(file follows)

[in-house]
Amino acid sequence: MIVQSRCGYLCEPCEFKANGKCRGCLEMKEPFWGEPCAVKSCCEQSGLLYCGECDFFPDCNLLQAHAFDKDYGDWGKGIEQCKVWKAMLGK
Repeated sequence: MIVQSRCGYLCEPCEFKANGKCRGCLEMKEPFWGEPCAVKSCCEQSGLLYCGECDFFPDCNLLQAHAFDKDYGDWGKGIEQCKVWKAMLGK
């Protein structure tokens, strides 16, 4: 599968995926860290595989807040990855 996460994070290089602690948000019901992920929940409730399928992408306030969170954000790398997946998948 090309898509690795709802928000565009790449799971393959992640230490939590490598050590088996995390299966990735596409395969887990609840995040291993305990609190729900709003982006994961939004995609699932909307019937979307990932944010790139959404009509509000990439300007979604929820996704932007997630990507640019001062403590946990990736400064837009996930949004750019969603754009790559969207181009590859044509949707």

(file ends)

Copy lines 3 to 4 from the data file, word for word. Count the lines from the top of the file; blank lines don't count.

Repeated sequence: MIVQSRCGYLCEPCEFKANGKCRGCLEMKEPFWGEPCAVKSCCEQSGLLYCGECDFFPDCNLLQAHAFDKDYGDWGKGIEQCKVWKAMLGK
């Protein structure tokens, strides 16, 4: 599968995926860290595989807040990855 996460994070290089602690948000019901992920929940409730399928992408306030969170954000790398997946998948 090309898509690795709802928000565009790449799971393959992640230490939590490598050590088996995390299966990735596409395969887990609840995040291993305990609190729900709003982006994961939004995609699932909307019937979307990932944010790139959404009509509000990439300007979604929820996704932007997630990507640019001062403590946990990736400064837009996930949004750019969603754009790559969207181009590859044509949707």